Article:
martes, 13 de septiembre de 2022

Reinventing the Queue

Yesterday, this HN thread Write your own task queue got me thinking again on the NIH and "build vs buy". 

I'm sometimes an advocate for using own implementations of subsystems if you don't need the whole complexity of premade solutions. But...

I usually wouldn't write a task queue, as this is rarely my core business, and that I don't think my needs are anything custom, but I'll take whatever comes with the package.

That said, I've built one task queue in the past, the excuse being I was working on CommonLisp, and the platform already used all the AWS stack: (DynamoDB and Kinesis Streams) for similar things, and no ready-made solution was available. 

In that case, workers were really an active object with an active loop that kept polling the correct stream, and when a job came, an attribute in a dynamoDB table would be used to track the status. It was simple, and it allowed for reimplementations of the queues for local testing. So yeah, I've done it also...

But I can't see myself doing it when using Ruby/Python/... I feel it's very rare I'm gonna have a need that is not covered in your run off the mill job system.

Anyway, wakatime did the same thing, they implemented their own queue. And they all seem to complain about celery.

And more recent projects that approach queues:

- https://github.com/drpancake/chard. async, no threads/process

- https://github.com/thread/django-lightweight-queue. django tailored one.


sábado, 3 de septiembre de 2022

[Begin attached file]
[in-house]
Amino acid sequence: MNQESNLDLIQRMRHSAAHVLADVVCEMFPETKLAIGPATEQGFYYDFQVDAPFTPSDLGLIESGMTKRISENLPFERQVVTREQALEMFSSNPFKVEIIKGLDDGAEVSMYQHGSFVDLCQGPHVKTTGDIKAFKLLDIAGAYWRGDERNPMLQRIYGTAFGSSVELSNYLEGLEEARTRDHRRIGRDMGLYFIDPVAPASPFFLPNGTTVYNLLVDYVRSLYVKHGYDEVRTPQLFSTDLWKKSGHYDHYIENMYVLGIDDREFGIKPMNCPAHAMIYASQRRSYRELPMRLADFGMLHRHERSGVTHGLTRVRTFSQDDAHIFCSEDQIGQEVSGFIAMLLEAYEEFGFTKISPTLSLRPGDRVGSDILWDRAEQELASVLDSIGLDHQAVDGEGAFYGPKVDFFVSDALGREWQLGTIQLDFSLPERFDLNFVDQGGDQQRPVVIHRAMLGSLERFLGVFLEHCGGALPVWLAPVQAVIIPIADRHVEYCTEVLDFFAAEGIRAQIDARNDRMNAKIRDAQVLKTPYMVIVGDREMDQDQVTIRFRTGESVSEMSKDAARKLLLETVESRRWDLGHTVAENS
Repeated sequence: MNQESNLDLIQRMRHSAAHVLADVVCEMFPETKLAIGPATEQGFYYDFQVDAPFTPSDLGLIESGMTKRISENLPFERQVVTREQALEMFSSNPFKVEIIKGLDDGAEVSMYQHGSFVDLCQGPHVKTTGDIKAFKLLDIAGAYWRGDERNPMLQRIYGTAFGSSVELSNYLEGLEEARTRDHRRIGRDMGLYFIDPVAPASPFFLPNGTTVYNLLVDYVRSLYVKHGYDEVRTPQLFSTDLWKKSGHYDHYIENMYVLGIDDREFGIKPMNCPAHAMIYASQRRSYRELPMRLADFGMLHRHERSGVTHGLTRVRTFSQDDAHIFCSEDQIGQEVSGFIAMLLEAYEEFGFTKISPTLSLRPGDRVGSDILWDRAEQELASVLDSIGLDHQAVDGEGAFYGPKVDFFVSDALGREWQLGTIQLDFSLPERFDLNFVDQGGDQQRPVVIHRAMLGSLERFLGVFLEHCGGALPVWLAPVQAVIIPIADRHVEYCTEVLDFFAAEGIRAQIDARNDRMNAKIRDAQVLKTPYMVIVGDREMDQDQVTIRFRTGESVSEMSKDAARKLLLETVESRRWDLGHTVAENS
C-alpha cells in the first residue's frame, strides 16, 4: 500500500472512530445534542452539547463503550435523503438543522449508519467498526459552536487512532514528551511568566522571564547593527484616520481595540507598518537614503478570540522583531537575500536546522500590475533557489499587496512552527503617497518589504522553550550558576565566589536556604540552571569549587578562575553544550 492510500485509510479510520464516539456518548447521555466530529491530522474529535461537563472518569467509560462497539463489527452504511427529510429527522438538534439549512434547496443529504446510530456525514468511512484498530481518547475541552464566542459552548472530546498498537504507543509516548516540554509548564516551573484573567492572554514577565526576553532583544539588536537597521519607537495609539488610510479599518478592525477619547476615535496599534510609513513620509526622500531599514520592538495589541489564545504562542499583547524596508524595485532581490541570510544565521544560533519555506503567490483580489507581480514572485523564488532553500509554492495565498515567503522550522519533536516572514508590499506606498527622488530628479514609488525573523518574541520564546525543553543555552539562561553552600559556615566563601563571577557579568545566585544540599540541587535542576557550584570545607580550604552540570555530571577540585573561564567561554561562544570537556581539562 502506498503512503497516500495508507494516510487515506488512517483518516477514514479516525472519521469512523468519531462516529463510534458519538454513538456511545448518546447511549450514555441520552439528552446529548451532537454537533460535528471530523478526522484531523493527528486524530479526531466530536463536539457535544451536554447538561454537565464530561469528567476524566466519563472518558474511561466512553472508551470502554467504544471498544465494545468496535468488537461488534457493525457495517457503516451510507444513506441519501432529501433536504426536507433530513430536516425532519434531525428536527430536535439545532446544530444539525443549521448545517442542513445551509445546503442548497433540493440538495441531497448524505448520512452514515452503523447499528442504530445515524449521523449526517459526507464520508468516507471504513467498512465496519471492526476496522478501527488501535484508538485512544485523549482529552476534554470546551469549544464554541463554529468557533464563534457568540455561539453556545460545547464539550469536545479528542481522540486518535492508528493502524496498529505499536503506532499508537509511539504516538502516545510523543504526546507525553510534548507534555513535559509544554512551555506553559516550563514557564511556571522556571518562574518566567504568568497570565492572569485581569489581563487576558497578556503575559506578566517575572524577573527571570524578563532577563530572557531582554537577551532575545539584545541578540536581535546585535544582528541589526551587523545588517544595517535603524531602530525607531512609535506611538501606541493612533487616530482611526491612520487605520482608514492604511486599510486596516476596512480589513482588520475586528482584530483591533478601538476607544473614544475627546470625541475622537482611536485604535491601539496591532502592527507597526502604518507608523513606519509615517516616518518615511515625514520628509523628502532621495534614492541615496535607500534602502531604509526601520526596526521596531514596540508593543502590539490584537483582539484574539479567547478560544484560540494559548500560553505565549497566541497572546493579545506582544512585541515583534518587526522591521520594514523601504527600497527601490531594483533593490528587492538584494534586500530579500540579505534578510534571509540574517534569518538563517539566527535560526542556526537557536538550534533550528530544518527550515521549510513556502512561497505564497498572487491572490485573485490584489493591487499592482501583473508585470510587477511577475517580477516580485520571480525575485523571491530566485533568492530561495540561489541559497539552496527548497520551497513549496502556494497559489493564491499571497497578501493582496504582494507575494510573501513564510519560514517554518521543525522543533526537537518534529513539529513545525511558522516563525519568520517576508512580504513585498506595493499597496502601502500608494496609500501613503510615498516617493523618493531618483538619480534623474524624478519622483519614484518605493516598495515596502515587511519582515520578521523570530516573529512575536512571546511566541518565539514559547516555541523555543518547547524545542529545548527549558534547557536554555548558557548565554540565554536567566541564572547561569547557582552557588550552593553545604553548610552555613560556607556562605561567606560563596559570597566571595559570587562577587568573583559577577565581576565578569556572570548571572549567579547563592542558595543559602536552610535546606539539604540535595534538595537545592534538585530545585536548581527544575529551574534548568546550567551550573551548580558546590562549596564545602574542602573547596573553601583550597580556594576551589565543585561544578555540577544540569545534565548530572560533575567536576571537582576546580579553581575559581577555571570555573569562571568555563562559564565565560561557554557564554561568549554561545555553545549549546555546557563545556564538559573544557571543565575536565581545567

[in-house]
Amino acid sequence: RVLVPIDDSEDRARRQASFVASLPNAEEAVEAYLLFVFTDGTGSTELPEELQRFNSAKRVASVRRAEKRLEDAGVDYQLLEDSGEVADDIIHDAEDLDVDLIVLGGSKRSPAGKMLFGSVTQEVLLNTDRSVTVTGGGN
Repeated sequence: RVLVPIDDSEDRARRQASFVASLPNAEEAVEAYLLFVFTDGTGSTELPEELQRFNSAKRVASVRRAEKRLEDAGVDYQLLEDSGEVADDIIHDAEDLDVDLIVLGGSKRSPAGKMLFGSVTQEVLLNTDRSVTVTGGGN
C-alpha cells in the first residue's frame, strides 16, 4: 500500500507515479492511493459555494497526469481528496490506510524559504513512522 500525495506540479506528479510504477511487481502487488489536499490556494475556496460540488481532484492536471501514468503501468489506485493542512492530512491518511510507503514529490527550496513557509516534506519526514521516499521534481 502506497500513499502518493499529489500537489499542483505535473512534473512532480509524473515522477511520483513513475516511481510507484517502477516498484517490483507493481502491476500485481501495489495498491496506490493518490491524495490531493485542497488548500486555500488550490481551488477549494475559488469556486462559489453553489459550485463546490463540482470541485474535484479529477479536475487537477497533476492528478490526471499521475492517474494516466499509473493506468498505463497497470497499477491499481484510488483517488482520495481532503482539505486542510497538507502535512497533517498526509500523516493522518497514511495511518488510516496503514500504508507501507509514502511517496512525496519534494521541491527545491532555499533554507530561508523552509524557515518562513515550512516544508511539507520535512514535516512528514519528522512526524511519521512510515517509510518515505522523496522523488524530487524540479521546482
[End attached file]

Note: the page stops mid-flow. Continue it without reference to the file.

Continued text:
Ratpoison news in 2022?

I've been using the same obscure window manager since about 2003. I remember using it in 'Fedora Core 2'(released in 2004).

Lately I've thought about moving to something that behaves better with Zoom, but I really couldn't find an alternative.

 

There's https://github.com/jcs/sdorfehs , which comes from ratpoison, and it's maintained by jcs. It has the latest ratpoison patches that didn't make it to the last stable ratpoison release, and a few new features.  Well.... it turns out one of the new features breaks my workflow, so for me, this is a "nope".

I also thought about using evilwm, which is a floating wm with ratpoison shortcuts (more or less). But I do like tiling.  So maybe the combination of ratpoison and evilwm (via tmpwm) would be the sweetest spot. I remember using that config years ago, but now you have to make sure to have the latest ratpoison built from git, because tmpwm breaks on multiple screens.

Something I discovered just this week is this youtube channel from a user called root_sti. The videos are great(great music), showing neat configurations and a million scripts and tunings, using dzen2, fzf, evilwm, ratpoison, and voidlinux. And all configs are here. Lots of shellscript there :).